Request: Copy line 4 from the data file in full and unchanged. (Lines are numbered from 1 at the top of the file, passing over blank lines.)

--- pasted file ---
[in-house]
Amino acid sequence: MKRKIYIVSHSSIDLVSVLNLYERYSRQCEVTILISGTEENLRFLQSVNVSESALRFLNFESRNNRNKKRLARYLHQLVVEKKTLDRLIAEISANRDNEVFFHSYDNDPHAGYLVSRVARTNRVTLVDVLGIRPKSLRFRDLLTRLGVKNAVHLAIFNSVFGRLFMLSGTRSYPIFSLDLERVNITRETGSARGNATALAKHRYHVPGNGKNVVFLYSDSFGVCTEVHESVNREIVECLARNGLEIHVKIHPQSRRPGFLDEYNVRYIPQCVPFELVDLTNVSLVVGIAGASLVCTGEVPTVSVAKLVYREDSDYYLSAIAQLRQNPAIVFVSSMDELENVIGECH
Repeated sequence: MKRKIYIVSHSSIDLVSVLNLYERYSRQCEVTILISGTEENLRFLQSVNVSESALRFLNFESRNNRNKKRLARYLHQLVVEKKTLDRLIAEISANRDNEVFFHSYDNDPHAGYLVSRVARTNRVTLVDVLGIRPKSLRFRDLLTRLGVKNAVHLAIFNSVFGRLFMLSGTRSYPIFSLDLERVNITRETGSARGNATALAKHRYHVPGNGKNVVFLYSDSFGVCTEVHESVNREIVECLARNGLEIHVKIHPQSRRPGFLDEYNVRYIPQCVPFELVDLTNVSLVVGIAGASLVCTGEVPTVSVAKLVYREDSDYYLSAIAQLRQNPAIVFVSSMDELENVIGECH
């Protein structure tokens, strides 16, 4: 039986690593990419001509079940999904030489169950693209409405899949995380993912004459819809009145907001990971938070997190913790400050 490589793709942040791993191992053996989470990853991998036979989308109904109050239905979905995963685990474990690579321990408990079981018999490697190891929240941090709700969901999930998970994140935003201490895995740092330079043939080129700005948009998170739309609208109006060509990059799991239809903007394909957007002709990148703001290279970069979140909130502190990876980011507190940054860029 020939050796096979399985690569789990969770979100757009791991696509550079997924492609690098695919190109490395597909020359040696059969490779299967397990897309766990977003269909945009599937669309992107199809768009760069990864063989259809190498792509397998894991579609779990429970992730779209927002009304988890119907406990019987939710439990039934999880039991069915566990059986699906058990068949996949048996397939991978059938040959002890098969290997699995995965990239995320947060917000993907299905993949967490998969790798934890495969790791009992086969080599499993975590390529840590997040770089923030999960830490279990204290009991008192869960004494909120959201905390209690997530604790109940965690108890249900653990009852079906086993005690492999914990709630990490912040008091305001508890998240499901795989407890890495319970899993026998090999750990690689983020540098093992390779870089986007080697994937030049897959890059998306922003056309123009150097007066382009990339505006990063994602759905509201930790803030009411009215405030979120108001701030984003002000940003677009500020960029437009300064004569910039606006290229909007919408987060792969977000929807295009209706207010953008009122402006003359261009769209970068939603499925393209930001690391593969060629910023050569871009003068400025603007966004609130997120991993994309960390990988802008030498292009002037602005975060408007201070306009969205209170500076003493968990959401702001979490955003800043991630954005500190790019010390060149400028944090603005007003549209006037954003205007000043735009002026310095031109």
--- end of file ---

């Protein structure tokens, strides 16, 4: 039986690593990419001509079940999904030489169950693209409405899949995380993912004459819809009145907001990971938070997190913790400050 490589793709942040791993191992053996989470990853991998036979989308109904109050239905979905995963685990474990690579321990408990079981018999490697190891929240941090709700969901999930998970994140935003201490895995740092330079043939080129700005948009998170739309609208109006060509990059799991239809903007394909957007002709990148703001290279970069979140909130502190990876980011507190940054860029 020939050796096979399985690569789990969770979100757009791991696509550079997924492609690098695919190109490395597909020359040696059969490779299967397990897309766990977003269909945009599937669309992107199809768009760069990864063989259809190498792509397998894991579609779990429970992730779209927002009304988890119907406990019987939710439990039934999880039991069915566990059986699906058990068949996949048996397939991978059938040959002890098969290997699995995965990239995320947060917000993907299905993949967490998969790798934890495969790791009992086969080599499993975590390529840590997040770089923030999960830490279990204290009991008192869960004494909120959201905390209690997530604790109940965690108890249900653990009852079906086993005690492999914990709630990490912040008091305001508890998240499901795989407890890495319970899993026998090999750990690689983020540098093992390779870089986007080697994937030049897959890059998306922003056309123009150097007066382009990339505006990063994602759905509201930790803030009411009215405030979120108001701030984003002000940003677009500020960029437009300064004569910039606006290229909007919408987060792969977000929807295009209706207010953008009122402006003359261009769209970068939603499925393209930001690391593969060629910023050569871009003068400025603007966004609130997120991993994309960390990988802008030498292009002037602005975060408007201070306009969205209170500076003493968990959401702001979490955003800043991630954005500190790019010390060149400028944090603005007003549209006037954003205007000043735009002026310095031109």